For those thinking that the cost-of-living crisis might dampen the demand for high-end cars at Asian weddings, think again.

Families in some households may splurge out thousands for the big day. 

Traditionally, the wedding celebrations can last a week with two special days set aside.

The first day is a reception hosted by the bride’s family, which is followed by another celebration by the groom’s family. During the week, leading up to the big day itself, there are several events where families and friends will gather for Mendhi events.

Aroon Hussain, of One Stop Vehicle Solutions in Blackburn, has been supplying supercars for the big day for a number of years and says there has been a shift in what people want.

He said: “People still want to turn up in something different.

“We have been supplying all sorts of cars and if we can’t get it we will find someone else who can.

“What you have to understand is that people will save for years for the big day and the car is a real statement. Couples want to arrive in style.

“What I have found is that it is not the groom who makes the most demands for the cars but the bride. There is no point going all out on the venue and the outfit if you cannot arrive in style.

"I know many weddings will feature limousines but within our community, families are hiring out a whole fleet of supercars and high end vehicles to create a convoy."

Lancashire Telegraph:

Aroon said the cost-of-living crisis had had an effect on some families but not as much as expected.

“During lockdown nobody could hold a wedding and some couples realised you don’t need a huge wedding anymore.

“Following the lifting of restrictions there was a lot of pent up demand and we just couldn’t keep up. I think a lot of companies were like that.

“People still want that grand entrance and are willing to fork out thousands for a car just for one day. We have had Bugattis, Rolls Royces, Ferraris, Lamborghinis and limousines and are booked by the same families over two to three days.

“What we are finding now is that the bride and groom are holding one big event rather two. It is a way of sharing the huge costs.”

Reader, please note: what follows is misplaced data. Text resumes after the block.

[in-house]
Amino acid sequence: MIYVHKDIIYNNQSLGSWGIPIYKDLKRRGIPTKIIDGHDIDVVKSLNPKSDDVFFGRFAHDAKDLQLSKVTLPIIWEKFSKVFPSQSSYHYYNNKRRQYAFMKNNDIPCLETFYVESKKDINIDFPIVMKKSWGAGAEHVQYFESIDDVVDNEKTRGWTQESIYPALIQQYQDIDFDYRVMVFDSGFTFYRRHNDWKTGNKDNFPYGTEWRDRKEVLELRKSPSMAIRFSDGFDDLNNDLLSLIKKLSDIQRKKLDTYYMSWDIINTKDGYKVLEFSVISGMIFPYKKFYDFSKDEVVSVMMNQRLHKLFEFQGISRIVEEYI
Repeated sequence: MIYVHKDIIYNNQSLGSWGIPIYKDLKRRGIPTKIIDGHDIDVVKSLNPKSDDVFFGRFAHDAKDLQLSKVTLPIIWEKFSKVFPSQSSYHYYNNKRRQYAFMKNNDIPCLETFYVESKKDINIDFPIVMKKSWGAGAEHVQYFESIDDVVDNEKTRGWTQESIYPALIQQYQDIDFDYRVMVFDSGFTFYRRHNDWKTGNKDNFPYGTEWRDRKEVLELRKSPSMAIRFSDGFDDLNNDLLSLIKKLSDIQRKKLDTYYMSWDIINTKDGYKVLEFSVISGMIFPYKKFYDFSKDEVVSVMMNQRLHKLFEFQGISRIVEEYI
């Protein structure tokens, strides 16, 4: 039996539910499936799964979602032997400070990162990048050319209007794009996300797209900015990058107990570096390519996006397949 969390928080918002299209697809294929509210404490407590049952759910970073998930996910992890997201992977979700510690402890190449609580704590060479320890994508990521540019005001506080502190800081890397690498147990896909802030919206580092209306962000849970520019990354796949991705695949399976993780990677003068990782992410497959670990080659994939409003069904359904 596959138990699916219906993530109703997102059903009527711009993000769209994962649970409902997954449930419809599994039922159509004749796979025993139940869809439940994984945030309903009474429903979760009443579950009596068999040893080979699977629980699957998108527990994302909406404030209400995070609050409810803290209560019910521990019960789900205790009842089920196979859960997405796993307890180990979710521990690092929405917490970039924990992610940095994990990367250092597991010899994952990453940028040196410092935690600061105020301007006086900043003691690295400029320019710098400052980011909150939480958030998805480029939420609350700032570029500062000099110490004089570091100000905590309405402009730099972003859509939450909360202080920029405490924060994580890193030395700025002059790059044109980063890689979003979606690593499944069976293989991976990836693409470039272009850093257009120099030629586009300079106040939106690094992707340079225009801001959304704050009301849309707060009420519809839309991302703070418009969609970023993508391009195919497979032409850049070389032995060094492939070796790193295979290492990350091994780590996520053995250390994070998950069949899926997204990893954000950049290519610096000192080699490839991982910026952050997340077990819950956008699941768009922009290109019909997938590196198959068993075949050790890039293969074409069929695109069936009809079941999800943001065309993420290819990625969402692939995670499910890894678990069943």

Lancashire Telegraph:

He did however warn about hiring from reputable companies.

He said: “We always suggest that people are chauffeur driven. It is far better for the guests.

“There are cases in the past where people end up not getting insured properly.

“Also, driving a supercar worth a couple of hundred thousand pounds is not something you can pick up in a day no matter how good you think you are.”

Lancashire Telegraph:

Lancashire Telegraph:

Some weddings can set back families up to £50,000 with hundreds of guests invited over the weekend.

Tariq Khan, whose brother is due to get married said the car mattered.

He said: “It is all about the entrance for the groom. On the first day the bride’s family will arrange the reception so the groom wants to make a big impression straight away.

“What people also have to understand is that the wider family always want to help out with the wedding so the groom may get presents and gifts from them."

Shazia, 26, is hoping to get married this year but has opted for something smaller.

“I think it is far more sensible to spend your money on a house deposit than on the wedding.

“We have opted for smaller wedding, so 300 guests and save the money for something else. I know other people are not like that. I know friends who spending upwards of £30,000. 

“With all the rising costs I don’t think that makes sense. Also, not everyone is into flash cars. Most of us just want a quiet wedding with family and friends.”